SCAN (Scientific Content Analysis) is a lie-detecting method invented by Avinoam Sapir, a former Israeli spook turned polygraph examiner that involves picking out small textual details from writing samples to determine when someone is lying. Sapir has used his method to determine the veracity of the Book of Genesis, and to conclude that Anita Hill might be a secret lesbian and that James Comey was likely sexually assaulted as a child.
SCAN has no empirical support, and is so outlandish that it has hardly been studied by third parties at all. However, each time it was studied, it was found to perform no better than chance. For example, an Obama-era deep dive into investigation methods, the High-Value Detainee Interrogation Group, which drew experts from many fields who concluded that "SCAN did not distinguish truth-tellers from liars above the level of chance" and challenged SCAN's core assumptions, such as: "Both gaps in memory and spontaneous corrections have been shown to be indicators of truth, contrary to what is claimed by SCAN."
Despite this, SCAN is widely deployed in the US and abroad, with customers in "Australia, Belgium, Canada, Israel, Mexico, the Netherlands, Singapore, South Africa and the United Kingdom," and within dozens (if not more) of US police departments, as well as the FBI, the CIA and the DIA.
Why would a tool with "no empirical support" be so widely used by police departments and spies? The best explanation is offered by Northwestern University law prof Steven Drizin, whose research focuses on wrongful convictions: "A lot has to do with hubris — a belief on the part of police officers that they can tell when someone is lying to them with a high degree of accuracy. These tools play in to that belief and confirm that belief."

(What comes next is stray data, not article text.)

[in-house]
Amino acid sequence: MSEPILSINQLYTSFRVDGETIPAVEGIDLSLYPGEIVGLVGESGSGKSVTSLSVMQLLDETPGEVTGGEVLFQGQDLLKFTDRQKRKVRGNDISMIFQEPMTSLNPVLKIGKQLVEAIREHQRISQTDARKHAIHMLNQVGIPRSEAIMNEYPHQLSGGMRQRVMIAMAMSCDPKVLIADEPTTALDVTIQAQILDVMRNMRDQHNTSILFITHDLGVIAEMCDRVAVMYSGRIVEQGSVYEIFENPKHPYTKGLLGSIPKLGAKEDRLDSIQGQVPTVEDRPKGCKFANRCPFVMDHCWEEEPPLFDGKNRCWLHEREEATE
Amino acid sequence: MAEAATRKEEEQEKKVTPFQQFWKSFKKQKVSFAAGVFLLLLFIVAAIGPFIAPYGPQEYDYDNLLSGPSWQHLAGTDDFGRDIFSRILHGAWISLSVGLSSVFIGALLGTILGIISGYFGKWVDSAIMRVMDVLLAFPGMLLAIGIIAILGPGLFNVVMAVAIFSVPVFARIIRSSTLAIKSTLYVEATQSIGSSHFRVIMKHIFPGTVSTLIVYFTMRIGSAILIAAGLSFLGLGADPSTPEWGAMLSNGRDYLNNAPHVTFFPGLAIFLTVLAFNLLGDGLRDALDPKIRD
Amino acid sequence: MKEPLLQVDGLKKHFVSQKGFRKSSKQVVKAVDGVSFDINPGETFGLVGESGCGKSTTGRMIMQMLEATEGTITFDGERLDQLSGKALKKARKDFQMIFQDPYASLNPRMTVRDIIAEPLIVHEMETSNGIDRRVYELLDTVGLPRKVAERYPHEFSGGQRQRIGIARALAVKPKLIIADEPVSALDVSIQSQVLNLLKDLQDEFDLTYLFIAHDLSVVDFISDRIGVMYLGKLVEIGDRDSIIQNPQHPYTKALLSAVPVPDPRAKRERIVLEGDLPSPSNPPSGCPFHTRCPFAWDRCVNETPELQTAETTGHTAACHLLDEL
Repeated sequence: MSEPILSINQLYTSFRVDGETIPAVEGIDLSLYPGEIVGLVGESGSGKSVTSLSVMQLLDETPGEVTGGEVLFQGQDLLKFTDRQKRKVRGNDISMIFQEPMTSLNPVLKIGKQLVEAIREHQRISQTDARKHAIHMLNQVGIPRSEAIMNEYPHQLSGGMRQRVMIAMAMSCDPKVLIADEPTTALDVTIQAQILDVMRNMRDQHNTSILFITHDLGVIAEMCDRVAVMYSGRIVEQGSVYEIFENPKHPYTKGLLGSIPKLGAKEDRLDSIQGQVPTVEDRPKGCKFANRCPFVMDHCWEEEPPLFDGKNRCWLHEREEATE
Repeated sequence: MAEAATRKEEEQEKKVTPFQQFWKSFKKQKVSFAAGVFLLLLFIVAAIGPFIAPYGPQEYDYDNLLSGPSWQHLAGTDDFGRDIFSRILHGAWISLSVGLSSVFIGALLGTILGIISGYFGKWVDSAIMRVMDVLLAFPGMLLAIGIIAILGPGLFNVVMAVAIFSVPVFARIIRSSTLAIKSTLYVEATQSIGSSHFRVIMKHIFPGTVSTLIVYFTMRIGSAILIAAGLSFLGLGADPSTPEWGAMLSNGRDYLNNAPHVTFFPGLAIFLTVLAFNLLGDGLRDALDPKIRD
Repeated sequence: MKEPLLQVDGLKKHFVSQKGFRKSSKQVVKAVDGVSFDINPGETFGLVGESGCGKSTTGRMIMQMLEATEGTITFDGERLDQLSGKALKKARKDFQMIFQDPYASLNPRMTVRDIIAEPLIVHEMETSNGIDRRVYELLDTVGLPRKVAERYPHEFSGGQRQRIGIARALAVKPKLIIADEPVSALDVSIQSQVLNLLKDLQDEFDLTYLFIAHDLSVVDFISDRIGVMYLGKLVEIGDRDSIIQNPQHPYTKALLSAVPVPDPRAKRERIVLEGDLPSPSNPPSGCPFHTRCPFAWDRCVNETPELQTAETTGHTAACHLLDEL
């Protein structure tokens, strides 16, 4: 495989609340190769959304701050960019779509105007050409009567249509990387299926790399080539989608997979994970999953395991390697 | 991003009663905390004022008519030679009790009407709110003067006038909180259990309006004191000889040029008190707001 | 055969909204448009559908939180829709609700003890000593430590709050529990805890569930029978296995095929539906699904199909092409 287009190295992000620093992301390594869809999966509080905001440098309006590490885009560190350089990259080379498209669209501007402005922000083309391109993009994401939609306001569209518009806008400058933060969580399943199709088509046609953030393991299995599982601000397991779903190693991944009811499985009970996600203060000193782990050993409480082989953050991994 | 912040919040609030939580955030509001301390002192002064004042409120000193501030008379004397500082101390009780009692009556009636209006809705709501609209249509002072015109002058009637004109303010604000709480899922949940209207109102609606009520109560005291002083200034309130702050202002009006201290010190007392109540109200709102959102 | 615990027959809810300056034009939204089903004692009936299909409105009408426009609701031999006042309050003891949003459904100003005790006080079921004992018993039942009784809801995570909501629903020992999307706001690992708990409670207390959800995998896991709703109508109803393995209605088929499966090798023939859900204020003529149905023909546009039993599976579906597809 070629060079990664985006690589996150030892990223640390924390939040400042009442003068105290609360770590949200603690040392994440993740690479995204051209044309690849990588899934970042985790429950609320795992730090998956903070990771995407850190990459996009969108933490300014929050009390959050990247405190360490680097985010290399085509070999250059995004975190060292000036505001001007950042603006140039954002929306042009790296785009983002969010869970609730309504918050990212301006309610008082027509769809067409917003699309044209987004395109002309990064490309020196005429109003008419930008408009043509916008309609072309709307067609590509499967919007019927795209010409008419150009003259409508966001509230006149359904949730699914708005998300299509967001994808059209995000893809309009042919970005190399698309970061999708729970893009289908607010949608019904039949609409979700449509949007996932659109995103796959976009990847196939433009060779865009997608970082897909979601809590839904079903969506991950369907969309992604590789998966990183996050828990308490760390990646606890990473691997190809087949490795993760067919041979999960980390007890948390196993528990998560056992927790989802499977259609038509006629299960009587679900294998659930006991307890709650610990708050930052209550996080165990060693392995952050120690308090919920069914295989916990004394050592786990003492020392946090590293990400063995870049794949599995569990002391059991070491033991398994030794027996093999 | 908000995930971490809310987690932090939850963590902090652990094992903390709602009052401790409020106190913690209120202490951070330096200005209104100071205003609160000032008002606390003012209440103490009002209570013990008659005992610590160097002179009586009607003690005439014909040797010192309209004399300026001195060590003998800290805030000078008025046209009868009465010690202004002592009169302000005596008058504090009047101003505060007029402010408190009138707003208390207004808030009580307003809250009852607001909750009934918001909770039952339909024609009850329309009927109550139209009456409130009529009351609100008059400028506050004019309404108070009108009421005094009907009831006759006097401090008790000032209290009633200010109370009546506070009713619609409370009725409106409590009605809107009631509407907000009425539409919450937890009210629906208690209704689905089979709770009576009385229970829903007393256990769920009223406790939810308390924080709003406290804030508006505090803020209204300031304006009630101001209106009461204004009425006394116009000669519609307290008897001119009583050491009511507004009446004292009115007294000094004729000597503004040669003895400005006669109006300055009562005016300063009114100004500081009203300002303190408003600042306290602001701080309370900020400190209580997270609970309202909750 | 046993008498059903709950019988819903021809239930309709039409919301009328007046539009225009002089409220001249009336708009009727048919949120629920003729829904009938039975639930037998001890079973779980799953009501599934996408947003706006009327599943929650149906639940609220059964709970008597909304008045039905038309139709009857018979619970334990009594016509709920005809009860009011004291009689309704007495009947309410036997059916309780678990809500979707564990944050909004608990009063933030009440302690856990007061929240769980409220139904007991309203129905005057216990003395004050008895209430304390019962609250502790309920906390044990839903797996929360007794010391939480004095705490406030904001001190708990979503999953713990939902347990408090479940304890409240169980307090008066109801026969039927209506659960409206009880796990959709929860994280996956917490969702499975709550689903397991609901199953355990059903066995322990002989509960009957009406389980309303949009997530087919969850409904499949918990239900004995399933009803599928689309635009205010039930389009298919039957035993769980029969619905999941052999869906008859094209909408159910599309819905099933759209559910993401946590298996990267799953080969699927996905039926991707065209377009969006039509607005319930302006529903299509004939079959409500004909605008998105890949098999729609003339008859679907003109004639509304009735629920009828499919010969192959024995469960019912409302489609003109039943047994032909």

SCAN is genuinely laughable in its methods. Sapir's site advertises that it can "Turn every investigator into a 'walking polygraph'!" and that SCAN can uncover lies in a simple, three-step process:
1. Give the subject a pen and paper.
2. Ask the subject to write down his/her version of what happened.
3. Analyze the statement and solve the case.
SCAN is laughable, but popular: one academic, University of Portsmouth psych professor Aldert Vrij, ended up including a chapter on the failings of SCAN after he gave an international symposium to 100+ law enforcement personnel who told him that SCAN was their most frequently used lie-detection tool.
Sapir gets a lot of government and police business through his company, Laboratory for Scientific Interrogation (LSI). According to purchase order data from GovSpend.com, the DoD spent $97,000 on SCAN in 2015, $41k in 2014, and $16k in 2012 (all these contracts are no-bid because SCAN training has "only one source" — Sapir and LSI). Propublica's initial round of public records requests turned up 40 agencies that have paid LSI for SCAN training. Hilariously, the Middlesex County, NJ Prosecutor's Office declined to say who had gotten SCAN training because "It is better for the public good not to release the names of the particular people with this specialized skill."
SCAN has all the hallmarks of a junk-science scam, including claims by the inventor that he has secret and/or nonspecific studies to prove his product's efficacy, and a website filled with anonymous testimonials.